Habitat for Humanity Builds Walls, Builds Hope


Katherine Bennie

Habitat for Humanity prepares its supplies for the Building Walls event

Students built the walls of an entire home on the Baldwin Wallace University campus as part of Habitat for Humanity’s Building Walls event April 6. The walls were then shipped to another location where the home will be completed.
Building Walls was a culmination of over a year of hard work by junior Heather Schier, current president of Habitat for Humanity, and the members of this organization.
“We wanted to do something that could incorporate all our members,” Schier said, “and something that other people on campus could get involved in.”
Schier and the other members contacted Crossroads Missions, a service that built houses for families in need, to bring their services to Baldwin Wallace University.
“They were super easy to work with,” Schier said.
Student Senate as well as other organizations on campus provided funding for the event. The build took place in the Bonds parking lot with over 70 students helping to construct the walls. The main framework and interior walls of the house were completed in less than seven hours.
“Overall, the morale was awesome, and due to the organization of Crossroads it went so smoothly,” Schier said. “With enough funding and interest, I’m hoping to do two houses next year instead of one.”
The history of Habitat for Humanity’s involvement on campus has not always been this successful. Originally a part of the Office for Community Outreach, Habitat for Humanity broke away and suffered a severe decrease in membership and participation in general.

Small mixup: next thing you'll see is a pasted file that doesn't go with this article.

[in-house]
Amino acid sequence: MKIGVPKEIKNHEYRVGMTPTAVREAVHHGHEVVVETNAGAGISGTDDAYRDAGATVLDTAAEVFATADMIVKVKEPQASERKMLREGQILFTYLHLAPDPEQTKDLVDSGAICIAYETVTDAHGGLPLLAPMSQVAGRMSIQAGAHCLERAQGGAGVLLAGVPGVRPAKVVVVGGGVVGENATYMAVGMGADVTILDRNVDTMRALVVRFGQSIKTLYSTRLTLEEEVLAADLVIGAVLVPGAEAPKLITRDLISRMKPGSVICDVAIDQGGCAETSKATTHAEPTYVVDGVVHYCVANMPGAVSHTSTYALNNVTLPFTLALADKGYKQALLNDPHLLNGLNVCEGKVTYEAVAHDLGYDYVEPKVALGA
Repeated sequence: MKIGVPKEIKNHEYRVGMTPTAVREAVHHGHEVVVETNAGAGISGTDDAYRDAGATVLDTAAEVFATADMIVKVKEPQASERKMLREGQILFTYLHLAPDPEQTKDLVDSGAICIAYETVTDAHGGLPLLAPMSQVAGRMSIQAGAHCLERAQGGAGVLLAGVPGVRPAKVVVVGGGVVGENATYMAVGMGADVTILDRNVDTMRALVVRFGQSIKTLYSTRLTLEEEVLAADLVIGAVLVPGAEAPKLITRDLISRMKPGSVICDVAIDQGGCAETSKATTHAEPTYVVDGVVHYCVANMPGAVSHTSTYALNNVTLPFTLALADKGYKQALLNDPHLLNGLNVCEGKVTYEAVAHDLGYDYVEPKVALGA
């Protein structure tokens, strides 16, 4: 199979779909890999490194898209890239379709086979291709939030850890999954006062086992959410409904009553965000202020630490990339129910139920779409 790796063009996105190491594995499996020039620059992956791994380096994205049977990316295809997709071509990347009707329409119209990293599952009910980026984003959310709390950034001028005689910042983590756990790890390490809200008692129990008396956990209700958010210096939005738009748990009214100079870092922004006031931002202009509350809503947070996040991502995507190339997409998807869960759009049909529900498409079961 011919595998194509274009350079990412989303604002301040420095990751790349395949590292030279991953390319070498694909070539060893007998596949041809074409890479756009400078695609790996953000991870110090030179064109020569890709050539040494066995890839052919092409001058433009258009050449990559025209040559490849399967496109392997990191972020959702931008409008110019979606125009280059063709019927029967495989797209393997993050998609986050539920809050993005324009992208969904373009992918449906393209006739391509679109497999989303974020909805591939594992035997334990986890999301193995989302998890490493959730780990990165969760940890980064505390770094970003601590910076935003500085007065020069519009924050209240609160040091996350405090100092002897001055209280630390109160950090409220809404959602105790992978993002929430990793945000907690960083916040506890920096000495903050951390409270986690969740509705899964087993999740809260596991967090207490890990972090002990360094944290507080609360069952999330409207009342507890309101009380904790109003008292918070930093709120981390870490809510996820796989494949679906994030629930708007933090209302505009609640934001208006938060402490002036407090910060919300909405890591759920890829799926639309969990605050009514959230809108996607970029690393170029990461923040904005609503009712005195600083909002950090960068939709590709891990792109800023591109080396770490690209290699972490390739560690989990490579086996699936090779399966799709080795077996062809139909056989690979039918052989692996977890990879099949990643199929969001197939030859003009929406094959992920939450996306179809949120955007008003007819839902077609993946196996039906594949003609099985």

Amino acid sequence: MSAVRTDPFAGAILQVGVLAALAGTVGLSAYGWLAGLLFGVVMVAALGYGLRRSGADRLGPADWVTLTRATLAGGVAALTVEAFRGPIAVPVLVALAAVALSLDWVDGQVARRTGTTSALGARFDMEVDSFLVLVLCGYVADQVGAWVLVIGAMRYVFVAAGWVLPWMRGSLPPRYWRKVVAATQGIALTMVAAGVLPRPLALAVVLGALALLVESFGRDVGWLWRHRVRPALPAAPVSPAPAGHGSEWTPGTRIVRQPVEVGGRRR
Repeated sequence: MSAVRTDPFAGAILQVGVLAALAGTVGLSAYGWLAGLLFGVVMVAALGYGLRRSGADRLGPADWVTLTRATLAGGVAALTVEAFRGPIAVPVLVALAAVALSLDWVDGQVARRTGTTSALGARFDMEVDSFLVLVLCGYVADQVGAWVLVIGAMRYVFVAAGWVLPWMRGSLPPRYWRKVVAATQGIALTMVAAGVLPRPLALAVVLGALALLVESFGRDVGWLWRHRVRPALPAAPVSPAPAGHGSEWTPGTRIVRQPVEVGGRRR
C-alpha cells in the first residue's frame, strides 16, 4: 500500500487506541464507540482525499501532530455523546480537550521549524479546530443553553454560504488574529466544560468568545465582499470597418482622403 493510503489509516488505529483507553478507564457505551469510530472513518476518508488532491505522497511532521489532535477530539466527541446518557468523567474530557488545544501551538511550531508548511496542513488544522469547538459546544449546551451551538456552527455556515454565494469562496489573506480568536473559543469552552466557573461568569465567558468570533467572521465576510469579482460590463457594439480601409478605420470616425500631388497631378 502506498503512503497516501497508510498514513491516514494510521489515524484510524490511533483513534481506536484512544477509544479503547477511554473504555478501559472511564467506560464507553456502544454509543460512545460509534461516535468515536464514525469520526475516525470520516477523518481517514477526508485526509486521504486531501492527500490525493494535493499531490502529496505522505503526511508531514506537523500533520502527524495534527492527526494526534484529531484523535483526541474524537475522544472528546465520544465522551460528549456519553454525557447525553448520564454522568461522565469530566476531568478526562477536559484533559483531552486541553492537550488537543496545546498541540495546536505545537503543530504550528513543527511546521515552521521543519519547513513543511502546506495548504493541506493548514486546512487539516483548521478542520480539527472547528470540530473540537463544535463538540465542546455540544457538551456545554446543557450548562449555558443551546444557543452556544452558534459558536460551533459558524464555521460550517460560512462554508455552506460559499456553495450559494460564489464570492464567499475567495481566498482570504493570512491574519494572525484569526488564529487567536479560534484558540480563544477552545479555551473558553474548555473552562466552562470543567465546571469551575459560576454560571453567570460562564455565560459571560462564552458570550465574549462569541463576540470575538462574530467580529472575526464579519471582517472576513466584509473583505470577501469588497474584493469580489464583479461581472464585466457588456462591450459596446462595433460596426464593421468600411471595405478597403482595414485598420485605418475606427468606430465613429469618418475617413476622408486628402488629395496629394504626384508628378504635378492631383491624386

The organization was on the brink of collapse when Schier was encouraged to participate in its Alternative Spring Break trip her freshman year.
“Most of the others were seniors,” Schier said.
Because of this, Schier was the only active member left when she returned for her sophomore year.
Schier was determined to fix the organization from the inside out, and soon a few other members joined that year to aid in Schier’s efforts.
“We kind of helped rebuild it,” Schier said. With the new members, Schier implemented off-campus events where eight volunteers would go to the Greater Cleveland area to do a range of services, such as paint homes. The organization also continued to do an Alternative Spring Break trip and added a Winter Break Trip as well.
Still, trips off-campus for eight volunteers and Alternative Breaks were not enough to include all 60 active members of Habitat for Humanity. The idea of an on-campus building day started to form from this concern.
After the success of Building Walls, Schier is already looking to the future of Habitat for Humanity. She’s hoping to have the chapter at BW officially recognized by the larger Habitat for Humanity Organization and plans to continue the monthly volunteer trips as well as the Alternative Breaks.
“The leadership and the people involved are the reasons we can do these things,” Schier said.